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Lvssn group introduces the history of rotary cement kiln dev

  Cement kilns were developed from egg-shaped limestone kilns in 1825. Lvsen cement takes people into the history of the development of cement kilns.Portland cement clinker was first made (in 1825) in a modified form of the traditional static lime kiln. The basic, egg-cup shaped lime kiln was provided with a conical or beehive shaped extension to increase draught and thus obtain the higher temperature needed to make cement clinker. For nearly half a century, this design, and minor modifications, remained the only method of manufacture. The kiln was restricted in size by the strength of the chunks of rawmix: if the charge in the kiln collapsed under its own weight, the kiln would be extinguished. For this reason, beehive kilns never made more than 30 tonnes of clinker per batch. A batch took one week to turn around: a day to fill the kiln, three days to burn off, two days to cool, and a day to unload. Thus, a kiln would produce about 1500 tonnes per year.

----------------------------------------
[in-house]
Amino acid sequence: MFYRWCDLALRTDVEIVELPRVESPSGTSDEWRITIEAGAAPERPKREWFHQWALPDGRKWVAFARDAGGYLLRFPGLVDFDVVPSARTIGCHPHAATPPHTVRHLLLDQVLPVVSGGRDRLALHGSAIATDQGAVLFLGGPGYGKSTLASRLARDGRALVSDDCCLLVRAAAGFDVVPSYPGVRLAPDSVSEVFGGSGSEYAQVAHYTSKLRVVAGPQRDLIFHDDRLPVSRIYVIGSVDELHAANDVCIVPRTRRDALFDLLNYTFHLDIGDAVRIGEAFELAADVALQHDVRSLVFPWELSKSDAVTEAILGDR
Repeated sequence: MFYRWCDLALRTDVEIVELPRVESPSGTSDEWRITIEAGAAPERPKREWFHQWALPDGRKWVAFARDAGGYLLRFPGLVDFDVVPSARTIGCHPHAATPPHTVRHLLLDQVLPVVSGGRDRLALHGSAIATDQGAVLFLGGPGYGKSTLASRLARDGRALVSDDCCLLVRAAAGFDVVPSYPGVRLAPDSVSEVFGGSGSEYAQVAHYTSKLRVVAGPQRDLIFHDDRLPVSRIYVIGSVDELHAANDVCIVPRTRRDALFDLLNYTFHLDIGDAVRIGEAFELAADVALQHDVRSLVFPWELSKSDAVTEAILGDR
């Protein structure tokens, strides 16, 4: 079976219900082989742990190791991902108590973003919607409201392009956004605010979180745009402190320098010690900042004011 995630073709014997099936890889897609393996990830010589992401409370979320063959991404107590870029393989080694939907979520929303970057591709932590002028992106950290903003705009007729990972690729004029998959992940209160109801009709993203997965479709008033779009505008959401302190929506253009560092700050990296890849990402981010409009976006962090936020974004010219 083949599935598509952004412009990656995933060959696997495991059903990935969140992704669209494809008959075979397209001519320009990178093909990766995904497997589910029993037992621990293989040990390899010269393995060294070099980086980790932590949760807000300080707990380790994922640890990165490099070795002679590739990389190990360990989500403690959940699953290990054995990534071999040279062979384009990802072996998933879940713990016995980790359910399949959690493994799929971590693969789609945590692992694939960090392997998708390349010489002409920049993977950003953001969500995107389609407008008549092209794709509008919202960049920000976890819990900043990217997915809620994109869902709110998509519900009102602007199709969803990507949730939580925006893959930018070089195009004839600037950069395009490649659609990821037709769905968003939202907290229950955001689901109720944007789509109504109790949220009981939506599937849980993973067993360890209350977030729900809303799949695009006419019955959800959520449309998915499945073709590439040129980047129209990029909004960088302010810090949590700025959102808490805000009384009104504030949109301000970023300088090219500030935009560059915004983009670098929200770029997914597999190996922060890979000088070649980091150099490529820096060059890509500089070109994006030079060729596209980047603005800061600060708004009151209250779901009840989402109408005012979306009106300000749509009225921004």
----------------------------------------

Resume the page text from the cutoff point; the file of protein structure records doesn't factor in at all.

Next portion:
Around 1885, experiments began on design of continuous kilns. One design was the shaft kiln, similar in design to a blast furnace. Rawmix in the form of lumps and fuel were continuously added at the top, and clinker was continually withdrawn at the bottom. Air was blown through under pressure from the base to combust the fuel. The shaft kiln had a brief period of use before it was eclipsed by the rotary kiln, but it had a limited renaissance from 1970 onward in China and elsewhere, when it was used for small-scale, low-tech plants in rural areas away from transport routes. Several thousand such kilns were constructed in China. A typical shaft kiln produces 100-200 tonnes per day.

  From 1885, trials began on the development of the rotary kiln, which today accounts for more than 95% of world production.

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